Alinea is in the news currently for its chef, Grant Achatz, insulting the crying baby who dared join its parents for dinner recently. (via aliettedb) They had a last-minute baby-sitter cancellation, and nonrefundable tickets for the currently very, very hard to get into restaurant. He reacted in horror at how a crying baby was likely disturbing all his other customers. I hope everyone else had a good evening that night, even if Achatz did not.
The good news it that not all restaurants competing in the creative, high-end league that Alinea is in, are like that. Le Manoir aux Quat'Saisons makes its own fresh purées for babies with vegetables fresh from its garden. Toddler food is given equal care. It's in a hotel, it's true, but it's not alone.
We had lunch at L'Enclume the other week, taking advantage of familial childcare. It's currently rated by the Good Food Guide as the best restaurant in the UK. It was a gloriously wonderful, creative, largely seasonal, twenty-two course meal. Two other tables had each brought a young child. The parents of one, not quite an independent walker yet, handed over a supermarket ready meal for the staff to heat. The parents of the other fed their slightly older baby with food from their plates. The two high chairs the restaurant was using were very different from each other, so clearly they requisitions one from elsewhere for the reservation.
Especially having left Grouting behind, it was a delight seeing the other babies running around. When one because unhappy, one family member sacrificed the quality of their food for a happier child, taking them outside for a break. There aren't any changing facilities, but improvising changing places is an ongoing issue when out and about with a very small person.
One of the things about Alinea's food is that much of it is very time-dependent. If the mouthful isn't served with a minute or three of intention, it won't necessarily work. The hot/cold contrast will be lost. The broth-filled dumpling might be a little more underwhelming at the wrong temperature. It's a conflict between eating the food as the artist/chef intended, and caving to the realities of serving actual people. It's also a conflict over the roles of children in society, and whether or not "fine dining" should be a sphere in which young people grow up comfortable. It's also the endless conflict over parenting styles, tolerance of and reasons for a crying child.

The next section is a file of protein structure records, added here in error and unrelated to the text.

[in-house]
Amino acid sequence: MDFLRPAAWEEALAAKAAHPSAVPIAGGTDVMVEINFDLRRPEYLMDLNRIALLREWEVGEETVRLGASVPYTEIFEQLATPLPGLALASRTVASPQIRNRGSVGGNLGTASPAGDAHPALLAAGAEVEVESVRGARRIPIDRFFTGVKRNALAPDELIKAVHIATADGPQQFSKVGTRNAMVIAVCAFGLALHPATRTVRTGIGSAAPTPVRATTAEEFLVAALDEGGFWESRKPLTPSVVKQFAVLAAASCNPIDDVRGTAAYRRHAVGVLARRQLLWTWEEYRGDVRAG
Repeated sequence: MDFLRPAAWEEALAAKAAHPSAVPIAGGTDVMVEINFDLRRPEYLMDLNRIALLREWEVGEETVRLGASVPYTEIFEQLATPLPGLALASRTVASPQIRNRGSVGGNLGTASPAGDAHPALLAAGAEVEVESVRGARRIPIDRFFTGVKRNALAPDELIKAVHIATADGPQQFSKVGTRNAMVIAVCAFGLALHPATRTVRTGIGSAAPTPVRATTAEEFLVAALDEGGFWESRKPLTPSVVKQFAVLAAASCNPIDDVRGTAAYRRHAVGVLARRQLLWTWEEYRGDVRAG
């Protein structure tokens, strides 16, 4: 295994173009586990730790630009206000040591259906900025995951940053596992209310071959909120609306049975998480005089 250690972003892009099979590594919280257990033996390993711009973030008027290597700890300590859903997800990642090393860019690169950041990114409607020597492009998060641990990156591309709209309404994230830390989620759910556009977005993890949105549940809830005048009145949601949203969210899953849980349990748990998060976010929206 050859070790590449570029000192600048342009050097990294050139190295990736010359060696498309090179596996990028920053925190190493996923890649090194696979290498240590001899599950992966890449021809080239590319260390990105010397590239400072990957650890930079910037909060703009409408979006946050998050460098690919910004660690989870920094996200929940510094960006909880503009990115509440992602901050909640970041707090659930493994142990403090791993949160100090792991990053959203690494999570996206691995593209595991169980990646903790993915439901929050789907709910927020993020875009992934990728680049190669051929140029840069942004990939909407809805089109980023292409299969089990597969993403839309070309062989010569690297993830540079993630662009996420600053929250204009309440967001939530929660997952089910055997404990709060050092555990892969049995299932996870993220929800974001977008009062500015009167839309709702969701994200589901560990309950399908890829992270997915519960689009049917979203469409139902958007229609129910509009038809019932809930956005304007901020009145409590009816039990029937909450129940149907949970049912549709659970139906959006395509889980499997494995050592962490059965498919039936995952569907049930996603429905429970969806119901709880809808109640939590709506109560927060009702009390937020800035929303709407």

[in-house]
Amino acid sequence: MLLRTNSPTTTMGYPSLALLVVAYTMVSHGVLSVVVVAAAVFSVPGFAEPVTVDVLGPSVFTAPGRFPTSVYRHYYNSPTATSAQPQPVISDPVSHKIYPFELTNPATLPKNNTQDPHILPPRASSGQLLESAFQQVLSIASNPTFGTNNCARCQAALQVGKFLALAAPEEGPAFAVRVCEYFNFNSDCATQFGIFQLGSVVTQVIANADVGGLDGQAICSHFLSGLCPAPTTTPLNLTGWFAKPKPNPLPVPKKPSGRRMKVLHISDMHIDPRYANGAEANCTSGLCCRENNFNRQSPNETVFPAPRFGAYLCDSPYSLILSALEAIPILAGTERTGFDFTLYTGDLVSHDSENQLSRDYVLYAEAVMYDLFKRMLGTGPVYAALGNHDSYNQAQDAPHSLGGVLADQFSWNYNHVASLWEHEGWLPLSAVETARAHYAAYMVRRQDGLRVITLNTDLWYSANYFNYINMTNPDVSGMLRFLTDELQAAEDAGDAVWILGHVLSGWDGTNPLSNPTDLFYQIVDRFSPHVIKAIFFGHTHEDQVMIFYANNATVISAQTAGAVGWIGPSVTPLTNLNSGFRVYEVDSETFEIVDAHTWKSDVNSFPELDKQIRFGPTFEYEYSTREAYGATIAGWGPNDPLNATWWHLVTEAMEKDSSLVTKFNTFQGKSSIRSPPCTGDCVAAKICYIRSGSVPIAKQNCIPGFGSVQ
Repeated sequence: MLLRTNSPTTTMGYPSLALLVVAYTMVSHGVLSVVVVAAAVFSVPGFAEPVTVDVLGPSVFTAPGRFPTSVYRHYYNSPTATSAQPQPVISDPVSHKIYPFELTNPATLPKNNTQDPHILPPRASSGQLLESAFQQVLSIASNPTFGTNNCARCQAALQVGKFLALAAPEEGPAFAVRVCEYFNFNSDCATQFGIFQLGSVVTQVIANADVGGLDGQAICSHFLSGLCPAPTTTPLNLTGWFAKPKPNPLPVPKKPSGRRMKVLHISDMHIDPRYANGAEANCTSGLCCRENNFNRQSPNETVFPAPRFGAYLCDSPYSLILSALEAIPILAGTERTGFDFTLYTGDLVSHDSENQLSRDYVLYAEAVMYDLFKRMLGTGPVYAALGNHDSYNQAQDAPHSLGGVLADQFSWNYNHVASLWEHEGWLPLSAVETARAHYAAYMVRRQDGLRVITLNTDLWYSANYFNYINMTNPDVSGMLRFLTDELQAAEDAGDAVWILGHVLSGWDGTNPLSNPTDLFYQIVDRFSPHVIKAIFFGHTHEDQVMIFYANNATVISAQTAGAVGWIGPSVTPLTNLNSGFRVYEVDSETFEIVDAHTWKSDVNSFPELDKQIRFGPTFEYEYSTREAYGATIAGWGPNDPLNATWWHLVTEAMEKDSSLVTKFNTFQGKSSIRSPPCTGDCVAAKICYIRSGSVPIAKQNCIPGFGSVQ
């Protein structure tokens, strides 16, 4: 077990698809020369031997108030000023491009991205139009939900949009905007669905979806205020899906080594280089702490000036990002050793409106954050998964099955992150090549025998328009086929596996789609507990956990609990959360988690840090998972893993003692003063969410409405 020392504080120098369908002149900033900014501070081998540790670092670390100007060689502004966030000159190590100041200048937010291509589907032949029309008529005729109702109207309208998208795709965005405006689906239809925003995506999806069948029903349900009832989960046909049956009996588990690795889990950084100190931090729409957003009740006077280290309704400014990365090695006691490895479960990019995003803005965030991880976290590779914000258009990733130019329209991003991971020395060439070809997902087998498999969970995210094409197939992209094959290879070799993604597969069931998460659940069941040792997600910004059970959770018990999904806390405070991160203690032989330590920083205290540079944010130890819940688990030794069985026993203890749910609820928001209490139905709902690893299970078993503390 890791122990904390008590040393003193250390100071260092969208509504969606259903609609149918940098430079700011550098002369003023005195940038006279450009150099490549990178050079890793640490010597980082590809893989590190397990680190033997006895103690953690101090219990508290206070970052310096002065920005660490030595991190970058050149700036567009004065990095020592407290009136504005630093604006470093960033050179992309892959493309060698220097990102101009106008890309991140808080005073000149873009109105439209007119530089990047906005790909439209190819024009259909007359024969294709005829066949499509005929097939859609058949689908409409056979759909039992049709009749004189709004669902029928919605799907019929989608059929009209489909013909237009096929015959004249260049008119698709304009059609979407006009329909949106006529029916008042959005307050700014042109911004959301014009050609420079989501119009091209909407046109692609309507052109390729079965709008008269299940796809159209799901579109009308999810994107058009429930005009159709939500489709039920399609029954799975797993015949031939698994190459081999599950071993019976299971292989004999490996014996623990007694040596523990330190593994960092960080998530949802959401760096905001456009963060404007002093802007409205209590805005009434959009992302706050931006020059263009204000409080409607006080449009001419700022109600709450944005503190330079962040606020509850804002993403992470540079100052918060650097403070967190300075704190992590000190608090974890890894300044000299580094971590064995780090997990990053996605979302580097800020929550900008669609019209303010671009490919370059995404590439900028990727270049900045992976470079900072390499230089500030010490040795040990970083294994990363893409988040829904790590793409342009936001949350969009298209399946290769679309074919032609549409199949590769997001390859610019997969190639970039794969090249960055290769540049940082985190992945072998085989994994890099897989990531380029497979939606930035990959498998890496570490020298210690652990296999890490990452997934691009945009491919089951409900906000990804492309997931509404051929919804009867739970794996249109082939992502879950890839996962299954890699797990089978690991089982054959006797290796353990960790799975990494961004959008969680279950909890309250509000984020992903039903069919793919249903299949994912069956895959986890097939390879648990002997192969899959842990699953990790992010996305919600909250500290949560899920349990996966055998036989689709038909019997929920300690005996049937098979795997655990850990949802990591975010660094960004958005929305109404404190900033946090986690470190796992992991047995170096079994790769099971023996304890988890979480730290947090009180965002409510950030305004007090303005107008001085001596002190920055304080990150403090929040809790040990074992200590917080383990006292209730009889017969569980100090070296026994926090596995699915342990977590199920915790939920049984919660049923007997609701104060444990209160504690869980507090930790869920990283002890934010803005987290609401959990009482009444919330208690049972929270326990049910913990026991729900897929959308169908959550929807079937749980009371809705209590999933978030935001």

I've eaten at Alinea, one of the very best meals of my entire life. It was years ago, before it was quiet as expensive as it is now, before the non-refundable ticketing system came into effect, valid only for quite of two or four. I called the week before and got a table for one.
Much as company is also good, one of the things that made that meal for me is that I was by myself. It just me and the food and my thoughts and people-watching. It was a meditative, as well as delicious, experience which I could take entirely at my own pace. I enjoyed eating the occasional thought-provoking, whimsical, humorous meal by myself.
Achatz may worry about saddling the baby's fellow diners with their company; but whether they want it or not, they're obliged to have company of some sort, in their multiples of two and four, quite apart from the lottery of whomever else has happened to buy tickets for that meal.
Edited to add: More concrete details on the story. The problem wasn't a baby at Alinea, but parents who weren't actively parenting.